16 Prewriting Activities

16 Prewriting Activities

16 Prewriting Activities

Young children, of course, begin their writing career learning to write the letters of the alphabet and practicing their handwriting.  But a lack of handwriting ability doesn’t have to deter us from laying a foundation on which to build a writing habit that will last our child a lifetime. Here are a 16 prewriting activities for inspiring the youngest writer:

  1. Oral story telling.  Have your child describe a favorite event.
  2. Record a story.  Sometimes a child will find it particularly fun to hear his own story told in his own voice played back for him.
  3. Narration.  After reading a book, have him tell the story back in his own words.
  4. Give directions.  Have your child tell you how to do something.  Make sure you do EXACTLY what he says.  This can be very entertaining for both!
  5. Describe a picture.  Have your child look at a picture and describe what is happening.
  6. Dictate a story or narration.  You write or type the child’s story as he dictates it to you.  Then you can read it back to him, or print out a copy for him to keep in his “writing” notebook.
  7. “Read” a picture book.  If you have been spending time reading aloud to a child, he can usually tell you that favorite story (you know the one — you have read it about 30 times!) fairly accurately using the pictures for prompts.
  8. Make a booklet.  For the prewriter this is primarily telling a story with pictures.
  9. Tell what happens next.  While reading a new story to your child, ask him to tell you what he thinks will happen before you turn the page.
  10. Narrate a wordless picture book.  There are several picture books on the market that tell their stories entirely through the illustrations.  Your child can tell you what is happening.
  11. Make a picture-only book.  Have your child cut out pictures from a magazine and arrange them in order to tell a story.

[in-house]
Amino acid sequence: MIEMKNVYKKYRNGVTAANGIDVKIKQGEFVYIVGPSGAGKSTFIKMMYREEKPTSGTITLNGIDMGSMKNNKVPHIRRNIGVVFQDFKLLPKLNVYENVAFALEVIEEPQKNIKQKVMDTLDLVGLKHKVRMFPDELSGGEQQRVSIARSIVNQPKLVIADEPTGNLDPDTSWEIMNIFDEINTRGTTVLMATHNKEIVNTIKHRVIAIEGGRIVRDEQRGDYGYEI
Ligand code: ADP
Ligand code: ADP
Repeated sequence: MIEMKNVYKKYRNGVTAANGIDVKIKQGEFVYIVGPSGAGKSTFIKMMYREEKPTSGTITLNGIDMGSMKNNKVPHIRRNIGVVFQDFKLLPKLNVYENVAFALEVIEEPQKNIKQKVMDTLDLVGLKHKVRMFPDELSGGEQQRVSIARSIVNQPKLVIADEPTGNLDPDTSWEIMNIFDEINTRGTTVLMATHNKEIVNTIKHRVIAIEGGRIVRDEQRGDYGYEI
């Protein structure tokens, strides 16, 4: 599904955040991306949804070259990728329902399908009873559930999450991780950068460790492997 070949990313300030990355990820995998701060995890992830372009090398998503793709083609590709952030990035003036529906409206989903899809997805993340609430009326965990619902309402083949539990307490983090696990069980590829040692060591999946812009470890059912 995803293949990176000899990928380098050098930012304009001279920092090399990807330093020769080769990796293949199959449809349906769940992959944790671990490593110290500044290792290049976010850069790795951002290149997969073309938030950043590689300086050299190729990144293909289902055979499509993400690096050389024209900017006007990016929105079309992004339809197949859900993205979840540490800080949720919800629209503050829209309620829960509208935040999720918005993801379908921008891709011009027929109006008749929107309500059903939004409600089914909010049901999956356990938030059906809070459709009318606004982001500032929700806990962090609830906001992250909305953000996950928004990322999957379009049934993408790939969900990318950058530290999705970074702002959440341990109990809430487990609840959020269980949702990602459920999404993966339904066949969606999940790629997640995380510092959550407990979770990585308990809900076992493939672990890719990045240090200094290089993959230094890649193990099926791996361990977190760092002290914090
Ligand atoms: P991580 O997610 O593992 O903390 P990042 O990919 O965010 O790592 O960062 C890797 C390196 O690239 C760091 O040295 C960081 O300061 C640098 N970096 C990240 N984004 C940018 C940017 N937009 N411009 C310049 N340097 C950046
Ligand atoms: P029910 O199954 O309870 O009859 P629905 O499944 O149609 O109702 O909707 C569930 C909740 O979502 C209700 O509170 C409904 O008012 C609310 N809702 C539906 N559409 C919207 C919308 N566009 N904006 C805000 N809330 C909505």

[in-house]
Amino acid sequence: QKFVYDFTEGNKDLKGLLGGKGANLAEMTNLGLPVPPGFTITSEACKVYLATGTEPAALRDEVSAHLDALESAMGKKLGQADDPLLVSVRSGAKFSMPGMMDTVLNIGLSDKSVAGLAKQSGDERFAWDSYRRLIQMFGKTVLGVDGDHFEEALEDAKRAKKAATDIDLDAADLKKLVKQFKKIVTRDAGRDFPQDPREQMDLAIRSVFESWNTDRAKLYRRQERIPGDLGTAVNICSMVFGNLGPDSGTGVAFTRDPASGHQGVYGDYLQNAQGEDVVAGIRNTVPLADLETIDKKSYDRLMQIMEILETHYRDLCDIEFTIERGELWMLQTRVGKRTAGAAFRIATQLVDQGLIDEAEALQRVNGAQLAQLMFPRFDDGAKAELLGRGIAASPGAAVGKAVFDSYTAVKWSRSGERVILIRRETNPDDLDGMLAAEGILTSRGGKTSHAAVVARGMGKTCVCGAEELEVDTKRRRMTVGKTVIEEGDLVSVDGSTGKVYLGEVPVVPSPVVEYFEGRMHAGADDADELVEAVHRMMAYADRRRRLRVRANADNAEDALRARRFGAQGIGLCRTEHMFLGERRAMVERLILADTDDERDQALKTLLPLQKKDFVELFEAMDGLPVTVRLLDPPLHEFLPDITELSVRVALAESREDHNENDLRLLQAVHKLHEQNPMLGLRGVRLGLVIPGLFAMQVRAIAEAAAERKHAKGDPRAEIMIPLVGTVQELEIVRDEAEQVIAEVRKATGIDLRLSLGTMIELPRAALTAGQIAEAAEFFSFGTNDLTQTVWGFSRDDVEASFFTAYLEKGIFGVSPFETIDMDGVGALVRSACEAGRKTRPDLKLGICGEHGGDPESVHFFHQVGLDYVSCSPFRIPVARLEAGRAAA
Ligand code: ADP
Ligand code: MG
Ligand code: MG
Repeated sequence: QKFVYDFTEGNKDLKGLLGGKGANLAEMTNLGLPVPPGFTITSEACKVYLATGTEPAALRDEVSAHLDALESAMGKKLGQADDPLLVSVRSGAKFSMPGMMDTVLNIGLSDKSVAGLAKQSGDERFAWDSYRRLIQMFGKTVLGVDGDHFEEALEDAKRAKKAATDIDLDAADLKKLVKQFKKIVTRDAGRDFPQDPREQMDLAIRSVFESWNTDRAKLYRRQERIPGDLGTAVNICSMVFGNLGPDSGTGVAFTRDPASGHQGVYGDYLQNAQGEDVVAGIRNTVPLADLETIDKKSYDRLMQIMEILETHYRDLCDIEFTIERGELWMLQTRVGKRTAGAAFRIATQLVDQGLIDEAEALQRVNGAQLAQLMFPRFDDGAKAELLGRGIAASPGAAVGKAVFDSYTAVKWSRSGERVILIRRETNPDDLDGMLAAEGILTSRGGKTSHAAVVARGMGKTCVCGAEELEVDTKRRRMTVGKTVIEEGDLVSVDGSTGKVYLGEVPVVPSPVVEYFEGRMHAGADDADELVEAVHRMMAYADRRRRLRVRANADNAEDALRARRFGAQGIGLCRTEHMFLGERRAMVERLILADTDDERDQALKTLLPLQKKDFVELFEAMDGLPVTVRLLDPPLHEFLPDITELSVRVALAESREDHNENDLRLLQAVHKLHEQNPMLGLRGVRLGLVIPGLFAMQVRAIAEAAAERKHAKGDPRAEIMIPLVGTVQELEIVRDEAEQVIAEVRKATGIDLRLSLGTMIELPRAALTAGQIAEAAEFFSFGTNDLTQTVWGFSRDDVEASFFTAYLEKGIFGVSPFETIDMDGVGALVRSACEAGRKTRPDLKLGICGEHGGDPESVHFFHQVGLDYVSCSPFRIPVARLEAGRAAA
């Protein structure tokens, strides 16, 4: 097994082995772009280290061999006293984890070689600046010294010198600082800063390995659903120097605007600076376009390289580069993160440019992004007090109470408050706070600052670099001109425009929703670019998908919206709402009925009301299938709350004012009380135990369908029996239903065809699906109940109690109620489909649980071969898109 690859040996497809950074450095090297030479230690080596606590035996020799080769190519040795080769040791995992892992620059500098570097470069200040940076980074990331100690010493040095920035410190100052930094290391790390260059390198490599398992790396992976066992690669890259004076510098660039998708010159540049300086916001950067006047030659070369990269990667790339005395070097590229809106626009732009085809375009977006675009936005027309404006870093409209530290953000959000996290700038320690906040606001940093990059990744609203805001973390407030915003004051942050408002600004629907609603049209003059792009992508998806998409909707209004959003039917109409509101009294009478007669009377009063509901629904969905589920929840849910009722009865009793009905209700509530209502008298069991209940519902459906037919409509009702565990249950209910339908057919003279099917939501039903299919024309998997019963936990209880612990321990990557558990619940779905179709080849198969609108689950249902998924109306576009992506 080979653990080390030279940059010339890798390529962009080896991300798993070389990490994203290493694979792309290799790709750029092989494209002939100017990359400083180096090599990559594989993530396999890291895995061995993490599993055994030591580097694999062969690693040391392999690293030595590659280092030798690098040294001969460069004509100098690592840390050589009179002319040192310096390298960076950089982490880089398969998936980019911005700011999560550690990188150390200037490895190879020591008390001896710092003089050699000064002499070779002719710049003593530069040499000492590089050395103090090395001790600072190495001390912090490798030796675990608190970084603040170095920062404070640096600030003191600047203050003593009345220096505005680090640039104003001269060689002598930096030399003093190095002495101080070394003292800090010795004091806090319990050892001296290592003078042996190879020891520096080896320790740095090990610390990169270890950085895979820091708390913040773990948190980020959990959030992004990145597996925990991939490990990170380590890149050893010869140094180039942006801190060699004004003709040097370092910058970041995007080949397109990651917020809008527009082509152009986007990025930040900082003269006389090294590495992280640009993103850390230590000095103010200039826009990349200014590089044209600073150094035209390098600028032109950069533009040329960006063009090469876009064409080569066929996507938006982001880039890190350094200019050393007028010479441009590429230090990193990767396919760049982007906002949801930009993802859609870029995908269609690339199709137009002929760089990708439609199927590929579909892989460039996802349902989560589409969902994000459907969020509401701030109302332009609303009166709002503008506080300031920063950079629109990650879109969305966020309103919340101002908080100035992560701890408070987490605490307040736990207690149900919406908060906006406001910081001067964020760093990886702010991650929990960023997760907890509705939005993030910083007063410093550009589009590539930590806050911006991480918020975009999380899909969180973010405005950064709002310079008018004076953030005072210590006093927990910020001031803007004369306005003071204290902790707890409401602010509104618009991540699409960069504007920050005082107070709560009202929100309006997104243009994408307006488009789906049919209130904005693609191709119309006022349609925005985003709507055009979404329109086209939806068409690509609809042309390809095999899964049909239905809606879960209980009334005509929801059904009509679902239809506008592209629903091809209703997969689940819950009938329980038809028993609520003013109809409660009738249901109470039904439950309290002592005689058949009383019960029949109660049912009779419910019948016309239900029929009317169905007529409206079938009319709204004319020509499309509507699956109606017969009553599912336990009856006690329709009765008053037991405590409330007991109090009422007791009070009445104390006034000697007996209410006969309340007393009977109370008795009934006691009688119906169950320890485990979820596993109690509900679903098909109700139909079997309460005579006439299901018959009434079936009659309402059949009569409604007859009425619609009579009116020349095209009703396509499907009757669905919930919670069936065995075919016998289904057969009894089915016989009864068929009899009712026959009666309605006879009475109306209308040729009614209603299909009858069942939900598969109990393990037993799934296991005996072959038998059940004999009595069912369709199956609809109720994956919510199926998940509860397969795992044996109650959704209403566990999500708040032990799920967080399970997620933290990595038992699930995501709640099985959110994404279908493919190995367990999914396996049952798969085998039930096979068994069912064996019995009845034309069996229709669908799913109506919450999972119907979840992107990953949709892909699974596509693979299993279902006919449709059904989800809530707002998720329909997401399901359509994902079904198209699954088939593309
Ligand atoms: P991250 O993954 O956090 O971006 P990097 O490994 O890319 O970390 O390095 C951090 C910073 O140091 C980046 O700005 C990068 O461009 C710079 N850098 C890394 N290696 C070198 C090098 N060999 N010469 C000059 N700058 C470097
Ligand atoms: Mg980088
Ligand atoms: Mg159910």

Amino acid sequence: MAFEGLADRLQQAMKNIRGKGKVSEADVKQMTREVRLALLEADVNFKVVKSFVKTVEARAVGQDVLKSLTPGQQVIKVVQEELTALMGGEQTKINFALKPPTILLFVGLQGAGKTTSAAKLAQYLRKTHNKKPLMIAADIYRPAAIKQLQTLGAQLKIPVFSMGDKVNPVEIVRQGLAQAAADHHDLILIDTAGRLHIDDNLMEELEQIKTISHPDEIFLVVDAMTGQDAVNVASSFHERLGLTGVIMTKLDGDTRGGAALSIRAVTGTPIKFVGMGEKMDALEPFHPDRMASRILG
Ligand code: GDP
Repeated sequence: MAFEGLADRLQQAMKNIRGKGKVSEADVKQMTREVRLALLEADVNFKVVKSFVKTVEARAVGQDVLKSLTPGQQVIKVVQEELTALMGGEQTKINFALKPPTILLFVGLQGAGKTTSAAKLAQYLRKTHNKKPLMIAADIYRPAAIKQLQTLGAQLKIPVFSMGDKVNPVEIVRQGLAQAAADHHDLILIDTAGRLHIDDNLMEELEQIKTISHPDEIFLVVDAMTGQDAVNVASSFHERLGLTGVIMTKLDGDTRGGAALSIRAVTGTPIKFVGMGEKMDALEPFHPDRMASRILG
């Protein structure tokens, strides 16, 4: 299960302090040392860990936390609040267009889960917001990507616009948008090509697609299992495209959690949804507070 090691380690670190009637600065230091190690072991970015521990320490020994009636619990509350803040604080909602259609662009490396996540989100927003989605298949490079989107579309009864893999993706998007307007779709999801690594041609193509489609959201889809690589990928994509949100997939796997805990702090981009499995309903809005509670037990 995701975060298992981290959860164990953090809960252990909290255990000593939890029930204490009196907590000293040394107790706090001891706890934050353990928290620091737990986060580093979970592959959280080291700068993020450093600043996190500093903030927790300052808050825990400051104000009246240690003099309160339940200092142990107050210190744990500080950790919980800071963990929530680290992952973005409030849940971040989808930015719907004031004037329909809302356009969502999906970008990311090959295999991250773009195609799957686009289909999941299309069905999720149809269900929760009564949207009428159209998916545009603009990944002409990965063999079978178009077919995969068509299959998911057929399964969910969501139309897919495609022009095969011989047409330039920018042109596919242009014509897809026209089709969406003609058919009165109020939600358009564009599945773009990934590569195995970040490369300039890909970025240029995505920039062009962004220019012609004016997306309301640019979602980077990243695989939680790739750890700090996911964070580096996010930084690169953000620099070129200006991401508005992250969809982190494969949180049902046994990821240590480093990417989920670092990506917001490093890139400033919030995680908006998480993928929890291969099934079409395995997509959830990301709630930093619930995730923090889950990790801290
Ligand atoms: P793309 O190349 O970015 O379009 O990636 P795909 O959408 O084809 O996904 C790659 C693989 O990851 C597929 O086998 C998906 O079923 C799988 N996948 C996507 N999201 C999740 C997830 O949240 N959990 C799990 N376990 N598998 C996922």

12. Tell a story with music.  Many songs tell a story.  Have your child learn and sing one with you, such as “The Itsy Bitsy Spider.”
  13. “Write” a letter.  Have your child write a letter to a relative by dictating the letter to you to copy down for him.
  14. Voice an observation.  Do a simple science experiment and have your child tell you what happened.
  15. Memorize.  Have your child memorize a short poem, Scripture passage, or quotation to recite.
  16. Add to the story.  Mom starts, “Once upon a time _________.”  Then the child contributes; then Mom contributes; and on and on until….  (These stories are rarely finished!)  Fill in that blank with a specific adventure to encourage interest.

One important note, sometimes our youngsters don’t have a story to tell.  Don’t force the issue.  We can’t expect our children to be creative until they have absorbed a great deal of input.  Just keep reading to them, keep an open dialog with them throughout the day, and enjoy this time together.  The creativity (or output) will come!


Additional Resources

Writing Strands: Level 1: An Introduction to the Wonders of Verbal Communication
This small book is very different than the rest of the books in the Writing Strands series.  Geared to ages 4–8, this book is full of ideas similar to those above for interacting with your child, including making up words, recognizing sounds, rhyming, finishing sentences, describing, finishing stories, recording conversations, and other fun activities.   Ages ago, we enjoyed working through the activities in this book, adding an activity once a week or so.  (I would try to find this used so that the cost doesn’t exceed the benefits! The CD is not necessary.)

Sheldon’s Primary Language Lessons
This early language arts book includes picture studies with prompts suited for activity number five above.   Just don’t overdo the prompts!

Itsy Bitsy Spider
Or Eensy Weensy depending on where you are from.  Animated song.

Preschool Science Activities
Very simple activities for number fourteen above.


Our Favorite Wordless Picture Books

Noah’s Ark by Peter Spier
Caldecott winner by one of our favorite authors tells the tale with few words.

The SnowmanThe Snowman by Raymond Briggs
A children’s classic where the children tell the story with the help of 175 illustrated frames.  Even the ending can be considered open-ended.

Carl's ChristmasCarl’s Christmas by Alexandra Day
Not that any mother in her right mind would trust her baby to the care of the family dog, mind you….  But children love the idea, and enjoy helping Carl and Baby spread holiday cheer. If you enjoy Carl’s Christmas, you may enjoy other books in the series.

TuesdayTuesday by David Wiesner
Another Caldecott winner, where it isn’t the pigs that are flying!  Hilarious adventure where your child tells the story.